Albanian President Ilir Meta speaks during a news conference in capital Tirana, Albania on Monday June 10, 2019. Albania's president says he has canceled upcoming municipal elections fearing a “social tension.” Ilir Meta said holding elections without the opposition would be “undemocratic” and would “freeze the country’s integration.” (AP Photo/Hektor Pustina)

Albania's parliament to vote on ousting president

June 13, 2019 - 8:33 am

TIRANA, Albania (AP) — Albania's parliament debated a no-confidence motion Thursday against President Ilir Meta after he canceled upcoming municipal elections. A vote is expected later in the day.

Meta canceled the June 30 local elections on Saturday, saying he feared the balloting would be "undemocratic" without participation of the political opposition, which planned to boycott the elections and threatened to prevent voting from taking place.

The governing Socialists need 94 votes to oust Meta but don't control that many in the 140-seat parliament.

Even if the party gets enough to pass the motion, the Albanian Constitutional Court makes the final decision. The court has been dysfunctional for about a year after most of its judges were fired.

Prime Minister Edi Rama insists the municipal elections will go ahead as scheduled to prevent political "blackmail" from being used to force the calling of early parliamentary elections.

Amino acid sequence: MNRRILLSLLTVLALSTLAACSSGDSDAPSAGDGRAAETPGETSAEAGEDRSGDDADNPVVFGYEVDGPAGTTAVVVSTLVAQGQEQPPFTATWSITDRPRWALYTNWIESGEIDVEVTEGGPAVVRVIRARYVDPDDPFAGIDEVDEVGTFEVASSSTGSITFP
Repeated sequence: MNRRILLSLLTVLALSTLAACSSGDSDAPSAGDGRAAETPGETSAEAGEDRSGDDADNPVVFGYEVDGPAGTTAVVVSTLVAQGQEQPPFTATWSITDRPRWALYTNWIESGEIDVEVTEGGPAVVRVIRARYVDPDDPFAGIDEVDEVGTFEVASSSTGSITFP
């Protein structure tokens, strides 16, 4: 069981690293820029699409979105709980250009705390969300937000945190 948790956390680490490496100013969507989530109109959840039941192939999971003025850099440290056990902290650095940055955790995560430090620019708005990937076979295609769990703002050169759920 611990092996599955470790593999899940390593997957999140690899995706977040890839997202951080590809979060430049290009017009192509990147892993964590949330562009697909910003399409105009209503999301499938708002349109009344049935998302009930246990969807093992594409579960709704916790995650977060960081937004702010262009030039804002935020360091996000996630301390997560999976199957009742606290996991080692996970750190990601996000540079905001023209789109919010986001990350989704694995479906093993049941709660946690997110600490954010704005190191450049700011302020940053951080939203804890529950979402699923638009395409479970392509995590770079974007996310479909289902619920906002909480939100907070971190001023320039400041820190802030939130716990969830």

Addressing lawmakers Thursday, Rama said he considered Meta's act "brutal, transgressive, irresponsible and intolerable."

"Ilir Meta has lost his right to stay at the president's office," he said, adding: "There is nothing to shake us from holding the June 30 election."

Meta is a former Socialist leader who became president about two years ago with the governing party's help. At the time of his election, he led a small party called the Socialist Movement for Integration, which is now in political opposition and led by his wife.

Albania's center-right opposition has led continuous protests since mid-February, accusing the government of links to organized crime and demanding a new general election.

The governing Socialists have denied the allegations.

Rama said the protests have hurt the country's prospects of launching full membership negotiations with the European Union.


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